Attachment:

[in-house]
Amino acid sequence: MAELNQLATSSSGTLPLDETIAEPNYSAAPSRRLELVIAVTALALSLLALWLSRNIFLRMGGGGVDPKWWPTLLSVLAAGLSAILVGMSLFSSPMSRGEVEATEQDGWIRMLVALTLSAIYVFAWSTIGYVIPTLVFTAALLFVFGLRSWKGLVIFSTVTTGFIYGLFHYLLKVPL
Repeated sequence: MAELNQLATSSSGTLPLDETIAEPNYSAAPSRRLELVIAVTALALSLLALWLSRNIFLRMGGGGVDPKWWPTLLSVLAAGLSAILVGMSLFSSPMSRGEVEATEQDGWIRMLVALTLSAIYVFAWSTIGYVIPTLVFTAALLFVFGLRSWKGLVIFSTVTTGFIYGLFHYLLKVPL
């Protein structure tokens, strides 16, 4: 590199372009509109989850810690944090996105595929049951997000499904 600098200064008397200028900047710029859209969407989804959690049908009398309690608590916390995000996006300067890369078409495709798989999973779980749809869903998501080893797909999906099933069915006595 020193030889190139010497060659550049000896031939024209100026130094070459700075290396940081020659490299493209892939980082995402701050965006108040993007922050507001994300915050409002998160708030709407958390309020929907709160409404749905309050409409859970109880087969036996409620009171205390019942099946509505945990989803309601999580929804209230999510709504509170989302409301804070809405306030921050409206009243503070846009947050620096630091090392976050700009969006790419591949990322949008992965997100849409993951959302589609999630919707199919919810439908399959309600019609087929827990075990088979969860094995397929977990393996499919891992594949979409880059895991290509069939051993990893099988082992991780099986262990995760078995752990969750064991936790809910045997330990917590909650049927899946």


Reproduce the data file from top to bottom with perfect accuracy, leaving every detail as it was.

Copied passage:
[in-house]
Amino acid sequence: MAELNQLATSSSGTLPLDETIAEPNYSAAPSRRLELVIAVTALALSLLALWLSRNIFLRMGGGGVDPKWWPTLLSVLAAGLSAILVGMSLFSSPMSRGEVEATEQDGWIRMLVALTLSAIYVFAWSTIGYVIPTLVFTAALLFVFGLRSWKGLVIFSTVTTGFIYGLFHYLLKVPL
Repeated sequence: MAELNQLATSSSGTLPLDETIAEPNYSAAPSRRLELVIAVTALALSLLALWLSRNIFLRMGGGGVDPKWWPTLLSVLAAGLSAILVGMSLFSSPMSRGEVEATEQDGWIRMLVALTLSAIYVFAWSTIGYVIPTLVFTAALLFVFGLRSWKGLVIFSTVTTGFIYGLFHYLLKVPL
């Protein structure tokens, strides 16, 4: 590199372009509109989850810690944090996105595929049951997000499904 600098200064008397200028900047710029859209969407989804959690049908009398309690608590916390995000996006300067890369078409495709798989999973779980749809869903998501080893797909999906099933069915006595 020193030889190139010497060659550049000896031939024209100026130094070459700075290396940081020659490299493209892939980082995402701050965006108040993007922050507001994300915050409002998160708030709407958390309020929907709160409404749905309050409409859970109880087969036996409620009171205390019942099946509505945990989803309601999580929804209230999510709504509170989302409301804070809405306030921050409206009243503070846009947050620096630091090392976050700009969006790419591949990322949008992965997100849409993951959302589609999630919707199919919810439908399959309600019609087929827990075990088979969860094995397929977990393996499919891992594949979409880059895991290509069939051993990893099988082992991780099986262990995760078995752990969750064991936790809910045997330990917590909650049927899946």